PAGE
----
After NASA successfully demonstrated the feasibility of flying on the surface of Mars, on Friday it announced it will extend the mission of the Innovation Tiny helicopter by an additional month, becoming the persistent rover companion.
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It will now be responsible for supporting the rover in its main mission, to search for ancient life on Mars, for example by going to explore places of scientific interest that are inaccessible by driving, or by determining the safest path.
“The innovation will move from a technology demonstration mission, where we demonstrate the helicopter’s technical capabilities, to an operations demonstration mission, where we gather information about the helicopter’s ability to provide operational support.” At Perseverance, Laurie Glaz, director of NASA’s Division of Planetary Study, at a press conference.
Perhaps one day, human explorers will also accompany flying devices to help them, and this is also what this new stage will allow to test, she said.
She added: “After 30 days, we will assess our place,” and the US space agency did not rule out extending the experiment further after that.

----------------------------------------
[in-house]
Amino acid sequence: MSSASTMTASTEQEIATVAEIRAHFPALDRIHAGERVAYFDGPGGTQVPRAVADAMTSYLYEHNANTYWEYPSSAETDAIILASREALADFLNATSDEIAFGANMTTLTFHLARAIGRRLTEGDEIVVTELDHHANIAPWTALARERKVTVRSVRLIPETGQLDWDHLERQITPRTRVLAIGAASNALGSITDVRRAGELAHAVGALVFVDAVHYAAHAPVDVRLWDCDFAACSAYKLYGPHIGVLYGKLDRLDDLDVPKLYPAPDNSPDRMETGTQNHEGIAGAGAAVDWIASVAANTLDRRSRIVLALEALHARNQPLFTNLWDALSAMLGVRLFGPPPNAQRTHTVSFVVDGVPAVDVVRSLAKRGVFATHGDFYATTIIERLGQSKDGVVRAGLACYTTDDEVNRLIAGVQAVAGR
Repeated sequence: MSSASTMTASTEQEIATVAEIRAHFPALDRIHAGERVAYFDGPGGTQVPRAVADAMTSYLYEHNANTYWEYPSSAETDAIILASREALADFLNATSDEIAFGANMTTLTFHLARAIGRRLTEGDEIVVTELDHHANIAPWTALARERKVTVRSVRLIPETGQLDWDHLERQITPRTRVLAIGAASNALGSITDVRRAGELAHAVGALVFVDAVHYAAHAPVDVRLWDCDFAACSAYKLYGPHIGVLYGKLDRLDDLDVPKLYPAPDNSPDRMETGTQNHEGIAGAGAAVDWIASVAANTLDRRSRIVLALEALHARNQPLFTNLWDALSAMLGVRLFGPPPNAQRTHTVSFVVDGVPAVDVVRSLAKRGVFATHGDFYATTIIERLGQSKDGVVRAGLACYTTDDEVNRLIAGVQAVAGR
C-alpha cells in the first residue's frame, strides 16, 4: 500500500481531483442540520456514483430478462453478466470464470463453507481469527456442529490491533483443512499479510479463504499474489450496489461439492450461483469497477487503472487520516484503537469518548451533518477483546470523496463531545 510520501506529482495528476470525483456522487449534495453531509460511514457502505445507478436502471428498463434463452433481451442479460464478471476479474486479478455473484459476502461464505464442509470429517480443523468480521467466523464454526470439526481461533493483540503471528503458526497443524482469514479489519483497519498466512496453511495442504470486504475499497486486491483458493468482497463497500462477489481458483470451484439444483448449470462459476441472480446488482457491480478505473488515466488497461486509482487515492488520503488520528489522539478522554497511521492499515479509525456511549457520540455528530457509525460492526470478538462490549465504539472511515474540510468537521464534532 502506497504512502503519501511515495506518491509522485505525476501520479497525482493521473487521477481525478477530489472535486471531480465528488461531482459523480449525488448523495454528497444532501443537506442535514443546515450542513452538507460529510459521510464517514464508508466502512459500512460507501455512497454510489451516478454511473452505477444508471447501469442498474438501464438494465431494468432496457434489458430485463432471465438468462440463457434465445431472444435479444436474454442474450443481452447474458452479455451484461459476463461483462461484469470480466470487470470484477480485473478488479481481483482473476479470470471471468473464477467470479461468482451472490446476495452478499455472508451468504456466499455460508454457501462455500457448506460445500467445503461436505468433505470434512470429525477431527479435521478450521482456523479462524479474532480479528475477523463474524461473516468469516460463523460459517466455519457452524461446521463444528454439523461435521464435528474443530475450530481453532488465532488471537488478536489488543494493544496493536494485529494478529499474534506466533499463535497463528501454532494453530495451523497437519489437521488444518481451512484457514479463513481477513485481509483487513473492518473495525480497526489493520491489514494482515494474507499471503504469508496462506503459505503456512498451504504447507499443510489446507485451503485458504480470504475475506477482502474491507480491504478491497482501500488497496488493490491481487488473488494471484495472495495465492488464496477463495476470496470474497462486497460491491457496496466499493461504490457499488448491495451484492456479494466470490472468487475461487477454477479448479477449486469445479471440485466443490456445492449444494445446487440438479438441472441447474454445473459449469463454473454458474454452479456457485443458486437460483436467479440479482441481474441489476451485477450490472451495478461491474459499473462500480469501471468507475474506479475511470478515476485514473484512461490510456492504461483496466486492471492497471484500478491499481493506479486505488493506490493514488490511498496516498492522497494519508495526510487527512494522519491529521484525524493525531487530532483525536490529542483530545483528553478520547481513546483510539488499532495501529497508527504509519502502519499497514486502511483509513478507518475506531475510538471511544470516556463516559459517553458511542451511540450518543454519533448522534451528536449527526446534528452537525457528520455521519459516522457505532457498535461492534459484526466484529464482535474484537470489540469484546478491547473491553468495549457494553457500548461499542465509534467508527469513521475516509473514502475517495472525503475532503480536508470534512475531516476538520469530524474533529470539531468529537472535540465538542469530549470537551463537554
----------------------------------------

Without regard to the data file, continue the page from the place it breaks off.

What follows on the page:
Be careful, however, the creativity “was not really designed for a long task,” said Bob Palaram, chief engineer of the machine, noting particularly the deleterious effect of repeated freeze-thaw cycles.
It will also be essential that Ingenuity not crash, while its journeys will be more dangerous.
So far, he’s done it all brilliantly, including Fourth Friday, the longest so far: 266 meters in total, at 117 seconds.
The purpose of this flight in particular was to locate a new location where it could safely land very soon. So far, it has always returned to its original runway, but that won’t be the case on Flight 5, which is expected to take place in about a week. This time, creativity will fly off without making the return flight, before persevering.
NASA then expects two more flights in 30 days.
Help with rock samples
The helicopter’s mission was initially scheduled to end in a month, as NASA then expected the spacecraft to move quickly and far to reach an area of interest to sample rocks.
Creativity at the time could not keep pace, as it had to recharge the solar panels between every trip.
But the researchers finally decided otherwise: “We really want to spend a significant amount of time where we are,” said Ken Farley, a scientist of persistence.
They believe that in the area they will find “rocks that are probably the oldest material found on the floor of the crater,” Jizero, where perseverance landed last February, in addition to “the rocks deposited in the middle of the lake that once filled and clarified this hole.
He added, “This is the kind of environment that we think is more suitable for life by living things that may have been present on Mars billions of years ago.”
The first sample should be taken in July.
For the first time, Perseverance will collect samples that must be returned to Earth on a subsequent mission, within several years.